EEF publishes new guidance on improving secondary science

A new report from the Education Endowment Foundation (EEF) suggests that teachers can harness common scientific misconceptions to improve pupils’ learning.
Almost all pupils develop their own explanations for science concepts before they learn about them in lessons. But their ideas about things like ‘how plants grow’ or ‘how we see things’ don’t always align with scientific understanding, according to new guidance for improving science teaching.
According to the report, teachers should have a clear understanding of the common misconceptions in the area they’re teaching so that they know the issues that are likely to be problematic for their pupils. Teachers should also work to uncover the specific misconceptions their pupils hold through class and group discussion, before moving on to challenge these.

While these preconceptions can be hard to shift, presenting pupils with compelling evidence that contradicts them can be a good way to move thinking on. For example, many pupils find it hard to understand that the space between gas particles is empty and will often say it is filled with ‘air’, ‘dust’, or ‘bacteria’. However, showing that it is possible to compress a gas, for example by pushing down a syringe, is a good way of opening a discussion about what this means about the spaces between gas particles.
Building on pupils’ preconceptions is one of seven recommendations in the report designed to support secondary schools to provide every pupil – but particularly those from disadvantaged homes - with a high-quality and well-rounded grounding in science and an interest that may lead them to further study.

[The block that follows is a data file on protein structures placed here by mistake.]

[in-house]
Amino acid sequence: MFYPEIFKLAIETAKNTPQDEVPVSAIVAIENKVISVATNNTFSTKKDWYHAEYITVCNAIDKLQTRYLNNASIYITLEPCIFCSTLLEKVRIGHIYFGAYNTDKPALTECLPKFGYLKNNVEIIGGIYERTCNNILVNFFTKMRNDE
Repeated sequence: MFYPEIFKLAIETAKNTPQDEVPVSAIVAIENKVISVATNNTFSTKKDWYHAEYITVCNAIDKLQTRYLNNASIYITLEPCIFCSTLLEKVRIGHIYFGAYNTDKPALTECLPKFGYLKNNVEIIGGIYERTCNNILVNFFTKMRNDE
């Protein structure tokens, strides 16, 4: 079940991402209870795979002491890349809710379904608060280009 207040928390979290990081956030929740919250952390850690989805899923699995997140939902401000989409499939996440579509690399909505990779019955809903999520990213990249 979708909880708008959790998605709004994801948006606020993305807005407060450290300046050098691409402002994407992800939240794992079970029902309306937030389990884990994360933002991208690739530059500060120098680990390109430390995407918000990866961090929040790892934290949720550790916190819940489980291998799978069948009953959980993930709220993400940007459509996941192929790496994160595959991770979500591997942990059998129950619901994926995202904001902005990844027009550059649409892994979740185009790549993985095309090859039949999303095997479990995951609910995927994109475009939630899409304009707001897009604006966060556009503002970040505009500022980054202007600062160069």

A second recommendation in the report focuses on developing pupils’ scientific vocabulary to support them to read and write about science. According to the report, “learning science involves learning a whole new language and it is important that you develop pupils’ fluency in that language.”

While pupils need to learn scientific words like photosynthesis or carbon dioxide, they struggle most with familiar words that have a different meaning in science. The report recommends that pupils are explicitly taught words that have a different meaning in science - like valid, random or spontaneous – so that they can understand and interpret scientific texts.

The other five recommendations focus on using models to develop understanding; developing children’s abilities to self-regulate aspects of their learning; Supporting pupils’ memory skills, so that they can retain and retrieve knowledge; Using experiments purposefully; and Using structured feedback to move on pupils’ thinking

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